Tech Experts Join Forces at ISTE Conference

July 12th, 2016

Category: Student-Centered Learning

by Lisa Mims, fourth grade teacher, Pleasantville Elementary School; member of the Rodel Teacher Council




I boarded a plane to Denver, Colorado on June 25th to participate in the 2016 International Society of Technology and Education conference.

I joined new teachers, veterans, instructional tech coaches, principals, superintendents, edu-preneurs, and everyone in-between in the packed Colorado Convention Center, learning how to integrate tech in our classrooms and enhance instruction.


What is it like being at ISTE?

It is amazing and overwhelming! It is an all-day learn-fest. Beginning with “CoffeeEdu” at 6 a.m., right down to the ISTE campfires after hours. And let’s not forget the networking done at the parties given by sponsors.

Lisa ISTE 2 IMG_4593

The Evolving Use of Tech

One of the main streams that ran throughout ISTE is how tech could be used to enhance instruction, empower collaboration, create new projects, and share with the world. Tech has broken down the barriers that kept our students from becoming critical thinkers and global learners. Whether it’s gamifying classrooms, apps, robotics, programming, websites connecting students to global or local projects—technology, in any form, has changed the landscape. Today’s tech-driven learning is authentic and relevant. There are no more walls! Make sure you check out the 2016 ISTE Standards.

Here are just a few of my favorite takeaways from this year’s conference…



Communication between parents and teachers is very important, and these free apps make it easy.

Remind: With Remind you can send quick, simple messages to any device via text, app, web, or email—with no personal phone numbers. Teachers can text parents and/or students. Remind has evolved since it started and now you can chat with an individual, as well as the whole group, and users can attach files and send voice messages.

Class Dojo: This began as a behavior management system but has become much more. The Class Story mode gives teachers the option to send photographs of class activities to parents. Growth Mindset videos and interactive Student Story portfolios are great recent additions. Students can also use the app to send photos and other files to their parents.

Seesaw: Seesaw helps create student-driven digital portfolios. Students decide what they will document via photos and videos, and can share them with classmates, parents, or even the class blog. Very excited about using this in the upcoming school year. Everyone I met raved about it.


Formative Assessments

Fun and immediate feedback! These apps engage students and provide data to students and teachers.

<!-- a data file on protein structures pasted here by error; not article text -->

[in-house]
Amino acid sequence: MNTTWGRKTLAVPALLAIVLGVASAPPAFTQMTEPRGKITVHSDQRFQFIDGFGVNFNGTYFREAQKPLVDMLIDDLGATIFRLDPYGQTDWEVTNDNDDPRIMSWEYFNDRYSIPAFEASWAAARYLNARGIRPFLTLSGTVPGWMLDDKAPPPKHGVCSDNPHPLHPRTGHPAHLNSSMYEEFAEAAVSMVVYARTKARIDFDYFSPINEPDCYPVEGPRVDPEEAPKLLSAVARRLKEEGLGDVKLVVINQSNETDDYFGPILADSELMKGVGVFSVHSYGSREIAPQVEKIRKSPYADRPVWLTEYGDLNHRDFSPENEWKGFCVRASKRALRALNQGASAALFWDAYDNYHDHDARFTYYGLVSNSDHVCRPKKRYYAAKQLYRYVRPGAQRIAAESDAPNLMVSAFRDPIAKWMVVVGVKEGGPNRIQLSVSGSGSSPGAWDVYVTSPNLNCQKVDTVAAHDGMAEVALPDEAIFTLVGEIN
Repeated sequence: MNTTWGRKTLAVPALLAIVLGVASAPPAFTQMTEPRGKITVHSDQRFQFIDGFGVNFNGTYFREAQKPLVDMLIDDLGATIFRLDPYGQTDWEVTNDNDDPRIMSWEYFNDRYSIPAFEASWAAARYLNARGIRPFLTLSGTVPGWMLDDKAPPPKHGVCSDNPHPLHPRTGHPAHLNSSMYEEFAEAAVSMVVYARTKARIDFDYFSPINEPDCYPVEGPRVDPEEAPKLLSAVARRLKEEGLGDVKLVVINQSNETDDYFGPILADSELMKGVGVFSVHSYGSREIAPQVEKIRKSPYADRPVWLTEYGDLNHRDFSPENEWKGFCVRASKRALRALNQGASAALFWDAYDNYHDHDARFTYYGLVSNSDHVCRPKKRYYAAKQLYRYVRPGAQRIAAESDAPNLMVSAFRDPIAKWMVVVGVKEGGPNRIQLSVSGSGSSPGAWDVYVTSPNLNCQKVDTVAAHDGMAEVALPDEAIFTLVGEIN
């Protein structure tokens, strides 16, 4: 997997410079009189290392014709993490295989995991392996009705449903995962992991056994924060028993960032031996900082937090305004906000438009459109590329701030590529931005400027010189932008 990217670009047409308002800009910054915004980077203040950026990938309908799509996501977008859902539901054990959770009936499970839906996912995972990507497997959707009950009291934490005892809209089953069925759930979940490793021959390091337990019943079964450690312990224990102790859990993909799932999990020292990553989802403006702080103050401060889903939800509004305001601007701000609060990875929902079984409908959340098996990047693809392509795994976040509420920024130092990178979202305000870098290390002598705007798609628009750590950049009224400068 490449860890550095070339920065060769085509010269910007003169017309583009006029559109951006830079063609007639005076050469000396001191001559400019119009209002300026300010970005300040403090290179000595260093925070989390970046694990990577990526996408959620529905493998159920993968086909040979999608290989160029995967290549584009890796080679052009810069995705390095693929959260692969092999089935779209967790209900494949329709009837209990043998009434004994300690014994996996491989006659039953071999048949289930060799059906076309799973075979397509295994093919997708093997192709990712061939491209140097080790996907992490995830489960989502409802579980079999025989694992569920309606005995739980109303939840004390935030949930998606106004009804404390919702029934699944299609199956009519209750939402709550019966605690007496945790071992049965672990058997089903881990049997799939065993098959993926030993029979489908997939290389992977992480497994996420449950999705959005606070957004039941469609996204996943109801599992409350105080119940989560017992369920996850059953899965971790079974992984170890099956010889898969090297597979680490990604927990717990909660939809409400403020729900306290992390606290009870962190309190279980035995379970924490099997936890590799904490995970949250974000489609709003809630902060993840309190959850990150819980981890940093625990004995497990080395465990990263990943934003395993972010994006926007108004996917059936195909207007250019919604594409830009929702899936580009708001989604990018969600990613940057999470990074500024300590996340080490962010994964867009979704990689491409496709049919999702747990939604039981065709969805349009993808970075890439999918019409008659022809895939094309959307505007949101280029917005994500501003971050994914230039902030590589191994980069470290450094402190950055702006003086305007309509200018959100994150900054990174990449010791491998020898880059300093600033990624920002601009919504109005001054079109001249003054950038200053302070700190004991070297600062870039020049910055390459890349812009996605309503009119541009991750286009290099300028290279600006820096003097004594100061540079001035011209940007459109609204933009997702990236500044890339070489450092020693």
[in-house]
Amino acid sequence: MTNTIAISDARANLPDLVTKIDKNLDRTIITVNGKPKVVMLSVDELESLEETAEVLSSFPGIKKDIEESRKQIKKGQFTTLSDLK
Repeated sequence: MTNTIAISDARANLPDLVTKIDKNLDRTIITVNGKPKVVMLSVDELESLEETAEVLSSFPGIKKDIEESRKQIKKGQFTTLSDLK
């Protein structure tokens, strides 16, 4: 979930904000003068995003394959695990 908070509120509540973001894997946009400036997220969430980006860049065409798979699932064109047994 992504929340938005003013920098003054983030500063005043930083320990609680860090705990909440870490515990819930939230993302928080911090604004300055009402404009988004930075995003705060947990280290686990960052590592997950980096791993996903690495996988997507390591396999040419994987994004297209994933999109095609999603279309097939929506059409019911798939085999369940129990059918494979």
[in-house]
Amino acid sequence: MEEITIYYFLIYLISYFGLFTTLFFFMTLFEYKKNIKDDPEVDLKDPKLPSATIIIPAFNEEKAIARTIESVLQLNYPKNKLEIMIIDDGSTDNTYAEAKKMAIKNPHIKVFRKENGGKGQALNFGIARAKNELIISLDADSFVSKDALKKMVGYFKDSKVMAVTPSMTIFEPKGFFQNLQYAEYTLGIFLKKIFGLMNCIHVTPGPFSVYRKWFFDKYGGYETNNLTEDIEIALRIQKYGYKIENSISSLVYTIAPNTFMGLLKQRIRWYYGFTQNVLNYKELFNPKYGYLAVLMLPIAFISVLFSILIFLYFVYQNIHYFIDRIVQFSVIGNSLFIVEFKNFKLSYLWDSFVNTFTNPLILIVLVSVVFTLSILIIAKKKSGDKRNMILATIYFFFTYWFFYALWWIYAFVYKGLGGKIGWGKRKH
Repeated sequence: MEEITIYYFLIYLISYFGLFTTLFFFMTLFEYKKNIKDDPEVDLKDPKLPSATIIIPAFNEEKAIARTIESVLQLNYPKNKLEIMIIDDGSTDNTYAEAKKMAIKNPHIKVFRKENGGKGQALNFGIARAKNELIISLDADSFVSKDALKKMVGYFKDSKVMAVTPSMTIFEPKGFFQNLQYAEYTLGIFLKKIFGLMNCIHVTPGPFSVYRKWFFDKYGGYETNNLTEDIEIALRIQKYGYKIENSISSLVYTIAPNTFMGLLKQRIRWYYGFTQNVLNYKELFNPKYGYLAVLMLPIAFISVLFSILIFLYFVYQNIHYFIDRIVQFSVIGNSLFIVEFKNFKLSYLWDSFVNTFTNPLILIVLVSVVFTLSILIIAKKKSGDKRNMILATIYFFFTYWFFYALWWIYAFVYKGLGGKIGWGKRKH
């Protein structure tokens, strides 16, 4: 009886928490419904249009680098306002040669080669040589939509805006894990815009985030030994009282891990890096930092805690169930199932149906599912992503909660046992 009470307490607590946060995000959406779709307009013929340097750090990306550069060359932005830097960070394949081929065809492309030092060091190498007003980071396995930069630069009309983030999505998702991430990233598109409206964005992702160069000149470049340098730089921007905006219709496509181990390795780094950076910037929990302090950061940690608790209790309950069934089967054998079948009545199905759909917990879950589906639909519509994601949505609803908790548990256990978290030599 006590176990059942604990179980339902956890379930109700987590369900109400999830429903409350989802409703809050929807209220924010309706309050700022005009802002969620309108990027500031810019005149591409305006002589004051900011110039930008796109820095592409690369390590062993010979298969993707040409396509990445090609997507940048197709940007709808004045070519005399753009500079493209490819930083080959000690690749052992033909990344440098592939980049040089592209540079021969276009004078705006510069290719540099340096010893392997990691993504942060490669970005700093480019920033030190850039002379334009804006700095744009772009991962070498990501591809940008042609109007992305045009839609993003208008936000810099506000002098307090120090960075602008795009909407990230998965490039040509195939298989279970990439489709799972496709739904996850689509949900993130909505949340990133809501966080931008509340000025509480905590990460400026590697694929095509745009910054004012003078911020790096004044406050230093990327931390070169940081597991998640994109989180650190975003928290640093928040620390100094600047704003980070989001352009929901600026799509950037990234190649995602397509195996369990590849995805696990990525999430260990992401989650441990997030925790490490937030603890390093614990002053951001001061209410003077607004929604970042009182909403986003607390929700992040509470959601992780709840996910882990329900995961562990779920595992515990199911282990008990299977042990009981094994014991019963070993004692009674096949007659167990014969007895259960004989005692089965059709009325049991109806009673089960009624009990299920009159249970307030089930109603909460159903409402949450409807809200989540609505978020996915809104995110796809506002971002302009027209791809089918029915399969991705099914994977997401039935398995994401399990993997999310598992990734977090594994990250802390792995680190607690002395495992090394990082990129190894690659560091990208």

Kahoot: An oldie, but goodie. Teachers and/or students create fun, learning games. A new wrinkle is “Team Mode,” where students play as a team, and “blind Kahoot,” where teachers use Kahoot to introduce a new, unfamiliar topic.

Quizalize: Another one that has been around awhile. Make fun games on any topic. Students can take as a quiz or complete as homework. Quizalize’s newest feature allows users to export Quizlet quizzes into a game format.

Plickers: Teachers collect real-time formative assessments without devices. All you need is one device, smartphone or tablet, and the free downloadable Plickers cards.


Collaboration (STEM)

MinecraftEDU: Minecraft for the classroom! Right now teachers can download it and try it for free. Minecraft promotes creativity, collaboration, and problem-solving—everything we are trying to teach in our classrooms.

Sphero: Sphero is a robot that can be programmed with an app. Its purpose is to teach kids math, science, and programming. Lessons are provided.


And 3 more I can’t leave out…

Flocabulary: A fun way to supplement instruction with kid-friendly rap videos and activities across the K-12 curriculum. It is Common Core aligned.

Peardeck: This app, free or premium, completely changes the way you present. Whatever you have on the screen replicates onto each student’s device, and becomes interactive. Students can respond to prompts or questions in a variety of ways (including drawing), and teachers can gather data when their presentation is done.

BreakoutEdu: Although I did not get a chance to go on the BreakoutEdu bus, I did order the kit. Think of “Escape the Room” in a box. Not only lots of fun, but a fantastic way to bring critical thinking and collaboration into the classroom.


I wish I could list everything I saw at ISTE, but that would be impossible. ISTE2017 is in San Antonio—will you be there?

Lisa ISTE 2


Rodel Foundation of Delaware



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